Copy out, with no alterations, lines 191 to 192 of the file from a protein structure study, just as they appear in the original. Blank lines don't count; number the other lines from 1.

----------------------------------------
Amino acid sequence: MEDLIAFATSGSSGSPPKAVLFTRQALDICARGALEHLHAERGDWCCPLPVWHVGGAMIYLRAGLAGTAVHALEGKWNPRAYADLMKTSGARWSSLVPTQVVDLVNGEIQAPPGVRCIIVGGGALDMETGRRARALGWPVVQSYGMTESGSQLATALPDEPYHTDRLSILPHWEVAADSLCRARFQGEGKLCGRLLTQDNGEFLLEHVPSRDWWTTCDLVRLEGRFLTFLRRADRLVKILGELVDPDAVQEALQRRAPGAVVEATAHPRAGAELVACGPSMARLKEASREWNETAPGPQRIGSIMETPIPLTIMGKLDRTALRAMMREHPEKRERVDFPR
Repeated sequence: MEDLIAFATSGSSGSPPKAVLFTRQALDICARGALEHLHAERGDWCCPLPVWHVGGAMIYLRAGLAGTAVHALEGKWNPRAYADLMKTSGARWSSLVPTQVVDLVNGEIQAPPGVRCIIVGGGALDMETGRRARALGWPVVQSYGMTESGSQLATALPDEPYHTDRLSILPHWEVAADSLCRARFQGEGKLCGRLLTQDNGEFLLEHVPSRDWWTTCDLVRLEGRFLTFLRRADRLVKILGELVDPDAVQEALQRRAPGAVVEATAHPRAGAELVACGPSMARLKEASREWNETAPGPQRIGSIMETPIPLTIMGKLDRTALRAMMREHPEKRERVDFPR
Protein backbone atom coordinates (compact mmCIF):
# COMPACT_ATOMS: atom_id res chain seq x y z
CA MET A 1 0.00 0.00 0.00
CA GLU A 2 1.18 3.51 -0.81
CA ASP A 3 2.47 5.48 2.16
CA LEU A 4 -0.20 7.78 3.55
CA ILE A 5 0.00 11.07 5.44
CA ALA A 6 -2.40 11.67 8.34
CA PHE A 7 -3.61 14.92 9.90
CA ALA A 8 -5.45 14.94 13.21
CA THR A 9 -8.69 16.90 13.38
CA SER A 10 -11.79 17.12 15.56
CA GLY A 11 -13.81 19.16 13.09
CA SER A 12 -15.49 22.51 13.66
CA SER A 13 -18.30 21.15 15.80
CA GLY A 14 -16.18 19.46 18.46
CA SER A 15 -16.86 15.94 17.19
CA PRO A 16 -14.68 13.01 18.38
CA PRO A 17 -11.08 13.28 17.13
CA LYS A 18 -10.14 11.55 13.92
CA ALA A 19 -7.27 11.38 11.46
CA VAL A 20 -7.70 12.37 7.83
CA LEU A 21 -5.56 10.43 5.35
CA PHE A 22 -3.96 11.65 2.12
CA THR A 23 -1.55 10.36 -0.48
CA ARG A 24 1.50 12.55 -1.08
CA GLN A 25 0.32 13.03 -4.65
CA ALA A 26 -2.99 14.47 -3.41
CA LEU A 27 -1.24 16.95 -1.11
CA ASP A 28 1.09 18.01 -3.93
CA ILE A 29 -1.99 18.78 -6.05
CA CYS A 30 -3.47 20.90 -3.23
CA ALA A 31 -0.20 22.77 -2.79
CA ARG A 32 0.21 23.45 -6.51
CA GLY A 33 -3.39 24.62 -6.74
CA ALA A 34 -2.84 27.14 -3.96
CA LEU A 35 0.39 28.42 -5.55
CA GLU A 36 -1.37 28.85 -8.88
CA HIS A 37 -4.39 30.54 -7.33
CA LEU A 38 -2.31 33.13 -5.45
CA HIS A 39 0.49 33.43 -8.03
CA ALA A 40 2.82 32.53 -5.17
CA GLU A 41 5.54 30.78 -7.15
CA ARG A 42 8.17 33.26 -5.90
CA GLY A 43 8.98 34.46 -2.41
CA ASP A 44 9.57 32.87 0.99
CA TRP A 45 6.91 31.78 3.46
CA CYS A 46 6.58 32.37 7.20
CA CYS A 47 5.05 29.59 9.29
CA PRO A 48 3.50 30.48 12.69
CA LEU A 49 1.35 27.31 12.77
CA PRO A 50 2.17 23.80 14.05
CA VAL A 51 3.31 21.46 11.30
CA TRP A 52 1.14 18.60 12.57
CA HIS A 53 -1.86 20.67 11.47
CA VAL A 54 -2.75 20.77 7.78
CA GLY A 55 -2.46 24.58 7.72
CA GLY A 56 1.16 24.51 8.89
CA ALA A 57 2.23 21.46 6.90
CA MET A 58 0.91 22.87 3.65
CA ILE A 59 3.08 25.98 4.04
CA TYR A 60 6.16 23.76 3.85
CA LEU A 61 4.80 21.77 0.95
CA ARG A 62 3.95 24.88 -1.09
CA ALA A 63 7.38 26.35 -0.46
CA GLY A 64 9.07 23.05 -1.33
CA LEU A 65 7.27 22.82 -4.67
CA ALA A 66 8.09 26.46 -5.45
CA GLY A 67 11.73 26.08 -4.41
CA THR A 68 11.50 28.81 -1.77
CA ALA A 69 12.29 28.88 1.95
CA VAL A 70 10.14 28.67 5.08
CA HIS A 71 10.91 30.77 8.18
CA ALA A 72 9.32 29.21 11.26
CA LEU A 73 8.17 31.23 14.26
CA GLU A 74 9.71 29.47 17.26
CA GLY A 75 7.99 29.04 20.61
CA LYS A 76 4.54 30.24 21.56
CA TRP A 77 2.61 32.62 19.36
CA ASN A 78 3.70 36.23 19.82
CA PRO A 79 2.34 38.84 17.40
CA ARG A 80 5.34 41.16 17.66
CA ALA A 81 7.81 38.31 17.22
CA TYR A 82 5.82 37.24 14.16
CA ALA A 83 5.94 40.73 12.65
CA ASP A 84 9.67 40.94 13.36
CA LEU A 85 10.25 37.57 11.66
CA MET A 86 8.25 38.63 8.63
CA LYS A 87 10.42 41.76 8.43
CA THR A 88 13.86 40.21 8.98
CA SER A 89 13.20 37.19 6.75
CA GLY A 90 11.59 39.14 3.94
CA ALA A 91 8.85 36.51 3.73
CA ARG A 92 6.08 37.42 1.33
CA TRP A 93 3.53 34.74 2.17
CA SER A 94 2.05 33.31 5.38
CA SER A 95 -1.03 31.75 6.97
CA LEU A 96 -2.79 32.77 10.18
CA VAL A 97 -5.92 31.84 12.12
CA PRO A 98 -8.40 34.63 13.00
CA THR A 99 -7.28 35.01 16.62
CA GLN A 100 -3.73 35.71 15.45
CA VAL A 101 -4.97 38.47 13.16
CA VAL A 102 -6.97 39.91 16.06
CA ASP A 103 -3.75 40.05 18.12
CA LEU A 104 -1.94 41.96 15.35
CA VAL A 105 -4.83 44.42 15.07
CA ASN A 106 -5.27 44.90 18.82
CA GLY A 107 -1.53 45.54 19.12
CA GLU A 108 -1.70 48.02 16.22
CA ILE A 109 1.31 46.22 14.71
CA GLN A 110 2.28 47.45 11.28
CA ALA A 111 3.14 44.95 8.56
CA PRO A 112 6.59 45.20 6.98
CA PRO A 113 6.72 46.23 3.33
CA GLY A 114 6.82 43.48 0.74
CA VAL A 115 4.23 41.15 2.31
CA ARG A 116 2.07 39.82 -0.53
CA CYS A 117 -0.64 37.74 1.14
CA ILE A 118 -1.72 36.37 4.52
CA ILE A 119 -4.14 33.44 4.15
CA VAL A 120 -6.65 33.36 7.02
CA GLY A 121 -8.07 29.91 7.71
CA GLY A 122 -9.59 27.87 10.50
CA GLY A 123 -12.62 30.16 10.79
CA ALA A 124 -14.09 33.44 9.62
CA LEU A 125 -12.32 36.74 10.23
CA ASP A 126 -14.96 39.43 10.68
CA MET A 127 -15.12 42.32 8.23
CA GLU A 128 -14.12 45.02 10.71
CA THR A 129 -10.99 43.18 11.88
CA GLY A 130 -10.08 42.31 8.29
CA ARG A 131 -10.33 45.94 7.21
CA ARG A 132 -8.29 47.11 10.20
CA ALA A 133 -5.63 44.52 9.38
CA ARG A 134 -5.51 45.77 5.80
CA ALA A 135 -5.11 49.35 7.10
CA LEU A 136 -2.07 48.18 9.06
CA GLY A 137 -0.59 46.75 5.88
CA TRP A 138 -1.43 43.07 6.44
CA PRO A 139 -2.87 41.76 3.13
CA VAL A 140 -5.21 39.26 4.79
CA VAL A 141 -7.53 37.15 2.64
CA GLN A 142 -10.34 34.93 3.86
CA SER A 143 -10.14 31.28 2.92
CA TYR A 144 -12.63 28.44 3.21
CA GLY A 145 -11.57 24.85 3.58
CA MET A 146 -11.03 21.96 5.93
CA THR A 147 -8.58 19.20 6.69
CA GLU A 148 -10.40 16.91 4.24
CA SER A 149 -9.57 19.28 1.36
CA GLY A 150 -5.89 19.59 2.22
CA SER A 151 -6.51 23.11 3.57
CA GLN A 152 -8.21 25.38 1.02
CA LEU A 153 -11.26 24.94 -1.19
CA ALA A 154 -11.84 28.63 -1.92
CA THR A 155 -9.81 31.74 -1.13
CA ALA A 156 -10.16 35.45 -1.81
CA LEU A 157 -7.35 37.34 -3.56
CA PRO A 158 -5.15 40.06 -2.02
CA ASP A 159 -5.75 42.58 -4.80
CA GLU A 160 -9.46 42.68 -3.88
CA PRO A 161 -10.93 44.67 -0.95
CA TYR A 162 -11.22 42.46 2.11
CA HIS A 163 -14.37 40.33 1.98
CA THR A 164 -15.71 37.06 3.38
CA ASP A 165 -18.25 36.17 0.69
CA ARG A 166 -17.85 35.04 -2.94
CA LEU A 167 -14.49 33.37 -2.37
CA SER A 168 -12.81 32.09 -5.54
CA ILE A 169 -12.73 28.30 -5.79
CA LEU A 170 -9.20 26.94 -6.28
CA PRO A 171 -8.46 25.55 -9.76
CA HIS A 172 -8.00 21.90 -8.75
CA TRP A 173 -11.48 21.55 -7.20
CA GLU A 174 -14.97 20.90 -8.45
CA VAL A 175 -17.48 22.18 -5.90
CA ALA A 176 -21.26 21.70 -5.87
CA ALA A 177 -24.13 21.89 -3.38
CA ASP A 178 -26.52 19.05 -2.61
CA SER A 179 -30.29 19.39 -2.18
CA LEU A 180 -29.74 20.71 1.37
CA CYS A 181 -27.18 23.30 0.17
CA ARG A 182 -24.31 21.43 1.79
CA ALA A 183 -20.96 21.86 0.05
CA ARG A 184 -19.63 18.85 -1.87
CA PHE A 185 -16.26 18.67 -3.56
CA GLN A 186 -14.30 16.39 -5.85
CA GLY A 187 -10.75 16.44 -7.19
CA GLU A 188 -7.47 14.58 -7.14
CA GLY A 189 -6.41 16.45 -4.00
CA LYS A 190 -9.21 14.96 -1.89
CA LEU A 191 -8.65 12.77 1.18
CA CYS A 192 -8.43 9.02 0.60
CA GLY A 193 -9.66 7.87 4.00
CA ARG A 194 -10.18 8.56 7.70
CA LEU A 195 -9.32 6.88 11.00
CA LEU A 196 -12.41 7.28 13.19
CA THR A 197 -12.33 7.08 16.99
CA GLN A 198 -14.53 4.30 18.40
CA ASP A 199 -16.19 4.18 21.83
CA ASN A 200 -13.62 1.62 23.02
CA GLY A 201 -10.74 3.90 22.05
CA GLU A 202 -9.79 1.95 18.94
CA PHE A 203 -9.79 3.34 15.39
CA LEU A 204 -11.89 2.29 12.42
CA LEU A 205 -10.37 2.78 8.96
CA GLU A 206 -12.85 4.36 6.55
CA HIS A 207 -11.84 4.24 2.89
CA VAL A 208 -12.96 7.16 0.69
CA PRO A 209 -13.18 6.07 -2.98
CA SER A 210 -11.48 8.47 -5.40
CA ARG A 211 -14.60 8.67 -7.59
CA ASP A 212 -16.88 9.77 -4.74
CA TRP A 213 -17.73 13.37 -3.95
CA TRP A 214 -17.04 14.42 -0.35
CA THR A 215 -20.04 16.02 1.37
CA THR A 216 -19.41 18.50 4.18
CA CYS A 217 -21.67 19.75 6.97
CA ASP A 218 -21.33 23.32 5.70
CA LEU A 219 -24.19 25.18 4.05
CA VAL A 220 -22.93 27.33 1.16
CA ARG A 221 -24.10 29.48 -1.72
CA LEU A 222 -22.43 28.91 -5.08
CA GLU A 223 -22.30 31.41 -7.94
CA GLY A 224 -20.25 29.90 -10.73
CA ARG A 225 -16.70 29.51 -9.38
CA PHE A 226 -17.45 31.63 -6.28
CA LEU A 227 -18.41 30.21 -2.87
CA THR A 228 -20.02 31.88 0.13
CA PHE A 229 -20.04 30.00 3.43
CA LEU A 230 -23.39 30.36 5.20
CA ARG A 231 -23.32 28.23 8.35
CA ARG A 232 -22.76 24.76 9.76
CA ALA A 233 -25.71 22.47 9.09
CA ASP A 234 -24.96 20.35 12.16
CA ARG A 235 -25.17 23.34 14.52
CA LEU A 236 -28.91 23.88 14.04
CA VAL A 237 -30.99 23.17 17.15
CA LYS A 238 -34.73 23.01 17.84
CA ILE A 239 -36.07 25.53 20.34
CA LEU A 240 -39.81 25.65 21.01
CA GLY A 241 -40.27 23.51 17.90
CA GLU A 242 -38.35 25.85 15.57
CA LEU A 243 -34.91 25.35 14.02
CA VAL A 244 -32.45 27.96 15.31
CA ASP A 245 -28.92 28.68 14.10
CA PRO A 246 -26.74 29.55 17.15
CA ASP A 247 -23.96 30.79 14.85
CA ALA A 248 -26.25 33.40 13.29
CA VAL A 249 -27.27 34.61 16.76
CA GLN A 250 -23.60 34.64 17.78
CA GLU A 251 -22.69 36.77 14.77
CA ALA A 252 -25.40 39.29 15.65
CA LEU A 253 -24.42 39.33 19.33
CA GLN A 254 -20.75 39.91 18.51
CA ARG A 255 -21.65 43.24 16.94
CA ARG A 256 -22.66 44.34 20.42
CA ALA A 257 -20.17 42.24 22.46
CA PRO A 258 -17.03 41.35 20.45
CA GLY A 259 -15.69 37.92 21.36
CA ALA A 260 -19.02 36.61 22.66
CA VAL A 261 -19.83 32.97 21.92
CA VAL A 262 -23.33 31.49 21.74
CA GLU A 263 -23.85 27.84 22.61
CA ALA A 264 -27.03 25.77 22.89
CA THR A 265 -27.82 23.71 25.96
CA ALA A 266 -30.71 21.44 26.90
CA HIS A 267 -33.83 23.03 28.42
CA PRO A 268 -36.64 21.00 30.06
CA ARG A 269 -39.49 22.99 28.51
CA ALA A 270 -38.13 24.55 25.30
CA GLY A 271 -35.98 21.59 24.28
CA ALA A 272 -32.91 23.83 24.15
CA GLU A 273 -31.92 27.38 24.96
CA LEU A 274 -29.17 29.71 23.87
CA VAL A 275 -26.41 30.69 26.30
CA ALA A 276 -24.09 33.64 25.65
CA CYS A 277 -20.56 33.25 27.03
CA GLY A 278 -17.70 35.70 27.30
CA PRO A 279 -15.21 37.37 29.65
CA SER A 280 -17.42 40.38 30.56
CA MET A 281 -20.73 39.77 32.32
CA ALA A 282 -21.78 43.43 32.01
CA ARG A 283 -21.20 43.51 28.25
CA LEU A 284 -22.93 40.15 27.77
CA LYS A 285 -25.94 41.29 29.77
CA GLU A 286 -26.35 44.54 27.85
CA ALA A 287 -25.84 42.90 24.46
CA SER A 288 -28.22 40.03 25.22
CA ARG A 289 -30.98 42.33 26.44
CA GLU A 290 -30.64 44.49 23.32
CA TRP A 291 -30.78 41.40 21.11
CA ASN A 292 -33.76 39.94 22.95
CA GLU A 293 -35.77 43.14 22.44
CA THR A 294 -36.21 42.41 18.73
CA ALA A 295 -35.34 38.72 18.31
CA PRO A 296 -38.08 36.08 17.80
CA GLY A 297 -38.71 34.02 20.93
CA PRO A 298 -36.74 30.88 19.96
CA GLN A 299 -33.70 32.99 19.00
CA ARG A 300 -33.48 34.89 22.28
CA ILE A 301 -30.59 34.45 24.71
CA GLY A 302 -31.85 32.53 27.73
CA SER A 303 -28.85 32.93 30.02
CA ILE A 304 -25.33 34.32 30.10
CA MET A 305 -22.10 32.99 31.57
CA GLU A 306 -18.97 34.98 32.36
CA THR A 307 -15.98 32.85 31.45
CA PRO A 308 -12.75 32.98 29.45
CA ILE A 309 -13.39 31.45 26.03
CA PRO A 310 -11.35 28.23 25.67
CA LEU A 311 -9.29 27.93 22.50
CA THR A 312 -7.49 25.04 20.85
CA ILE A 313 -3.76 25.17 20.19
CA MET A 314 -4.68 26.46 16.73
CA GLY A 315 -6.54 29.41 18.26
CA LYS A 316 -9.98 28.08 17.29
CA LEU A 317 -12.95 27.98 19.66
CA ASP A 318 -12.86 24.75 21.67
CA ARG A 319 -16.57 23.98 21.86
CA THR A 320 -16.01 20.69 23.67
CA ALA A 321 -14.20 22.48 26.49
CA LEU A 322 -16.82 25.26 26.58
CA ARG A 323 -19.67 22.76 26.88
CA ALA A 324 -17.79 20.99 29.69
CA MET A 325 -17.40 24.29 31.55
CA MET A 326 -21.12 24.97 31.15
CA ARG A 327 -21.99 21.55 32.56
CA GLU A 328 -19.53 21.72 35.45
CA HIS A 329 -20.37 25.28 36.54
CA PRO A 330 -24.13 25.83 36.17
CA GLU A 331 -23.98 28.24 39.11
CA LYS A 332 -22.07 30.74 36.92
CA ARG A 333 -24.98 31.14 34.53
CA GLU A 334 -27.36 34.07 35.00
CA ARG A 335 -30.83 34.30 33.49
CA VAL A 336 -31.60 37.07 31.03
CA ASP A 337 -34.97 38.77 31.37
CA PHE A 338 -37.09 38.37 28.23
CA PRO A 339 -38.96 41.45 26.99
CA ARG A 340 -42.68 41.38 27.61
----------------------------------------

CA GLY A 187 -10.75 16.44 -7.19
CA GLU A 188 -7.47 14.58 -7.14